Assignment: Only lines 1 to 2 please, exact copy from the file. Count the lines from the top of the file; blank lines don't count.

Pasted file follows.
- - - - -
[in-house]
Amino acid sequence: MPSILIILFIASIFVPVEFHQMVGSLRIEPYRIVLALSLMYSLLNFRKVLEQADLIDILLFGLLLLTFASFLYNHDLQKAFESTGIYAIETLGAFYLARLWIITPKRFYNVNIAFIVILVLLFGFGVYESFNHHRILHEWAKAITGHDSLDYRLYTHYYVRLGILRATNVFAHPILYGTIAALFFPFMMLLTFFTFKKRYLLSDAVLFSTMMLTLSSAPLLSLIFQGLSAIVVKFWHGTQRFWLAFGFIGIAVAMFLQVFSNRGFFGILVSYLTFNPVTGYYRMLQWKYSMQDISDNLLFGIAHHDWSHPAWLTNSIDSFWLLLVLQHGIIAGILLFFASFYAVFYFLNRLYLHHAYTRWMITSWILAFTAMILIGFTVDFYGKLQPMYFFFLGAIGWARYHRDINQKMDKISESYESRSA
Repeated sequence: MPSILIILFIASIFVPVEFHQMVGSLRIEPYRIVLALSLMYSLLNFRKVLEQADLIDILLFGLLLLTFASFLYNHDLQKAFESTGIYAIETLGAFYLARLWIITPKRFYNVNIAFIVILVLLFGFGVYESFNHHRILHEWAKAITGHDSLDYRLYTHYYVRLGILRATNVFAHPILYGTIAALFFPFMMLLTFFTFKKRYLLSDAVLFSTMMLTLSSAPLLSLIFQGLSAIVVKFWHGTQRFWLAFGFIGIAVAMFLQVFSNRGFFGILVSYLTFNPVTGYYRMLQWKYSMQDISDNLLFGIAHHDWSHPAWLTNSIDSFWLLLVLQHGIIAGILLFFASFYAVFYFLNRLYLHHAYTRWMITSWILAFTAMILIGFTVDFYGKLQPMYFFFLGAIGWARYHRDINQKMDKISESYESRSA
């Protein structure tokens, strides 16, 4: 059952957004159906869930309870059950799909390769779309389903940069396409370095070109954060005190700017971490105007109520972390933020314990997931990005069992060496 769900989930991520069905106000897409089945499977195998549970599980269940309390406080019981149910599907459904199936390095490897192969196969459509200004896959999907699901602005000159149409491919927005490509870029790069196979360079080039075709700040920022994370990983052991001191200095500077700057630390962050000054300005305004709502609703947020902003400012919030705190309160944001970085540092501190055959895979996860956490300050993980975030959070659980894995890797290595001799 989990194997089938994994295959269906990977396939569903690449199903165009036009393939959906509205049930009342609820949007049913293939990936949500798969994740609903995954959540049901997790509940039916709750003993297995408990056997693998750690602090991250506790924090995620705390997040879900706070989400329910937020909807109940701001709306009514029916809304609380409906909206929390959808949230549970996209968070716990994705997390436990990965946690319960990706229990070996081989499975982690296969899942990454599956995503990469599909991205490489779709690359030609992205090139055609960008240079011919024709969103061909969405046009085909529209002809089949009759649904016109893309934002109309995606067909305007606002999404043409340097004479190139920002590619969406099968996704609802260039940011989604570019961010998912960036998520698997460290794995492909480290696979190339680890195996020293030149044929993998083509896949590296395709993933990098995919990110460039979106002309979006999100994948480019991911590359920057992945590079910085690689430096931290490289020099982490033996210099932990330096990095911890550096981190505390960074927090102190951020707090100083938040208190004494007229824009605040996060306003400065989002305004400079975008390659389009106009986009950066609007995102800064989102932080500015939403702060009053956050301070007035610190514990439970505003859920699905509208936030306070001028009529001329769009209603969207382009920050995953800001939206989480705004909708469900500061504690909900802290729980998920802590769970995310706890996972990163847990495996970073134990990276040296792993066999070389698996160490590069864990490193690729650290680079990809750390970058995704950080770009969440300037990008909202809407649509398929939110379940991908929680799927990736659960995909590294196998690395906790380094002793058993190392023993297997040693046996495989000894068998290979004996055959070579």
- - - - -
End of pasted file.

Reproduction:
[in-house]
Amino acid sequence: MPSILIILFIASIFVPVEFHQMVGSLRIEPYRIVLALSLMYSLLNFRKVLEQADLIDILLFGLLLLTFASFLYNHDLQKAFESTGIYAIETLGAFYLARLWIITPKRFYNVNIAFIVILVLLFGFGVYESFNHHRILHEWAKAITGHDSLDYRLYTHYYVRLGILRATNVFAHPILYGTIAALFFPFMMLLTFFTFKKRYLLSDAVLFSTMMLTLSSAPLLSLIFQGLSAIVVKFWHGTQRFWLAFGFIGIAVAMFLQVFSNRGFFGILVSYLTFNPVTGYYRMLQWKYSMQDISDNLLFGIAHHDWSHPAWLTNSIDSFWLLLVLQHGIIAGILLFFASFYAVFYFLNRLYLHHAYTRWMITSWILAFTAMILIGFTVDFYGKLQPMYFFFLGAIGWARYHRDINQKMDKISESYESRSA